Jenny Willott: To ask the Secretary of State for Justice (1) how many citizens of other EU countries have (a) made and (b) received compensation in respect of criminal injuries compensation claims in each of the last three years; and if he will make a statement; [197439]

(2) the average payment was in respect of successful criminal injuries compensation claims made by citizens from other EU countries in each of the last three years; and if he will make a statement. [197441]

Maria Eagle: Anyone, of any nationality or domicile, who sustains an injury in Great Britain as a result of
2 Apr 2008 : Column 1061W
violent crime, is eligible to apply for compensation under the Criminal Injuries Compensation Scheme. The Criminal Injuries Compensation Authority, which administers the scheme, does not record information about an applicant's nationality since that is not a qualifying criterion for compensation. The Authority cannot, therefore, supply the information requested.

Deportation: Offenders

Mr. Spellar: To ask the Secretary of State for Justice what progress has been made in securing agreements with third countries on the return of prisoners held in the UK. [196816]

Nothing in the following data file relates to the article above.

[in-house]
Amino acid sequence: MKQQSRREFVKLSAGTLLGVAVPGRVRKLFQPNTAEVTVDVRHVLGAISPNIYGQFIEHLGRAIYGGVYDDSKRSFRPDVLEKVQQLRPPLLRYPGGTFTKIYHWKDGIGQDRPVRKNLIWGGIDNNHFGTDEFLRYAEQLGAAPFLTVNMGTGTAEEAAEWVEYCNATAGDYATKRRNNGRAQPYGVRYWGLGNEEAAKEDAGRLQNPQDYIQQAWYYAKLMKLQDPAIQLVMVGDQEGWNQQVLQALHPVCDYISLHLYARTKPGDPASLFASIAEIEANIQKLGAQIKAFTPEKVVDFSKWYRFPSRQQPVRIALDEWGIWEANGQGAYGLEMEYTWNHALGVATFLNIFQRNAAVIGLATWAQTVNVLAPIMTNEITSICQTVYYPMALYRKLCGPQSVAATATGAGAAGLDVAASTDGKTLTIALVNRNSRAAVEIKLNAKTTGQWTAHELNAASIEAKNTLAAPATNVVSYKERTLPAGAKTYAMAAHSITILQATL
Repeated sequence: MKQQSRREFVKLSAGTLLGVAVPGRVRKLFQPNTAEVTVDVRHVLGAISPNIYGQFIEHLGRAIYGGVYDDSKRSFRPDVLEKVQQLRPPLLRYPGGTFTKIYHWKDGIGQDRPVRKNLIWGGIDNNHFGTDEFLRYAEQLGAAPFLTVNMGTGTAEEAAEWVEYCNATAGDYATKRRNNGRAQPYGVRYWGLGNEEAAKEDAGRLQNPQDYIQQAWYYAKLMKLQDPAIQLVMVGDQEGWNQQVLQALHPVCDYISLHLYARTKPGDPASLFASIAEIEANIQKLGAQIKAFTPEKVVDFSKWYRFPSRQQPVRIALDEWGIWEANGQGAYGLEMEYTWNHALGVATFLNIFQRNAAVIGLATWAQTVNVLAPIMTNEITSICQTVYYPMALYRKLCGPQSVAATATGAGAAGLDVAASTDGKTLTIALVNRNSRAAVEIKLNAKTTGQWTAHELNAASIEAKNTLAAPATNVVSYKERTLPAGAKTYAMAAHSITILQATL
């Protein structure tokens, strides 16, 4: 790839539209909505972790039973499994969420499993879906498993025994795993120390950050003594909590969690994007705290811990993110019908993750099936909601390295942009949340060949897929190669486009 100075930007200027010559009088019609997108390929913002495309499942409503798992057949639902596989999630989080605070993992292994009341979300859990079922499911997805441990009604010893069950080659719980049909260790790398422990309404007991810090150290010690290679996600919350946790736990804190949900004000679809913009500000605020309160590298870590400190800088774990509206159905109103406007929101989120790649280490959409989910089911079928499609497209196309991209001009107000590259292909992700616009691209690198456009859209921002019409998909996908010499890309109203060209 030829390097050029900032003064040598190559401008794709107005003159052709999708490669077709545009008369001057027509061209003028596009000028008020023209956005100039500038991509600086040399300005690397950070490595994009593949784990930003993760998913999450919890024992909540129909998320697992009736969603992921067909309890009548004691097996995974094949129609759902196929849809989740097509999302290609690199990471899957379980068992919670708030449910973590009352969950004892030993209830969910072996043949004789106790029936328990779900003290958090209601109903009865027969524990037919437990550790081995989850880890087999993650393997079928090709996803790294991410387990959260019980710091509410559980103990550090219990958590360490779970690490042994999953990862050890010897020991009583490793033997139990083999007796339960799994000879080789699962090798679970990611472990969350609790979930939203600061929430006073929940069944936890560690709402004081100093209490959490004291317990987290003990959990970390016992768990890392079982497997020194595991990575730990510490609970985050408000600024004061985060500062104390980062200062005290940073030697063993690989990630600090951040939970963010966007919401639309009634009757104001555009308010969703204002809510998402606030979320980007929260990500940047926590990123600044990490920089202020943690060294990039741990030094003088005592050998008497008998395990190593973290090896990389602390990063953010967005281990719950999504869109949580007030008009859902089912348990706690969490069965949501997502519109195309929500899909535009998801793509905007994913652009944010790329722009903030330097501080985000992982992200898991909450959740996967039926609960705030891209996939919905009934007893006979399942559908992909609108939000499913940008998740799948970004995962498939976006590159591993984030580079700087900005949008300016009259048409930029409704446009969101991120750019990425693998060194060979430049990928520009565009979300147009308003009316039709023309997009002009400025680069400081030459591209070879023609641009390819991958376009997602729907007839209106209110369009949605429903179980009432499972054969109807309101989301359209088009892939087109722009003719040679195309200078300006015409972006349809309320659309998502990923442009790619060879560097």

Mr. Hanson: In 2007, prisoner transfer agreements were concluded with Jamaica and with Pakistan. The agreement with Jamaica will come into force when amendments have been made to Jamaican law. The agreement with Pakistan was signed on 24 August 2007 and will enter into force as soon as we have confirmation that constitutional arrangements in Pakistan have been completed and instruments of ratification have been exchanged. We expect that the agreement will be in force soon.

In addition to the agreements signed last year, an agreement with Ghana has recently been concluded and will be signed shortly. Negotiations with Nigeria and Vietnam are at an advanced stage.

Domestic Violence: Wales

Mr. Llwyd: To ask the Secretary of State for Justice what assessment he has made of the delivery of domestic violence programmes in probation areas in Wales against delivery timetables in (a) 2006-07 and (b) 2007-08. [197900]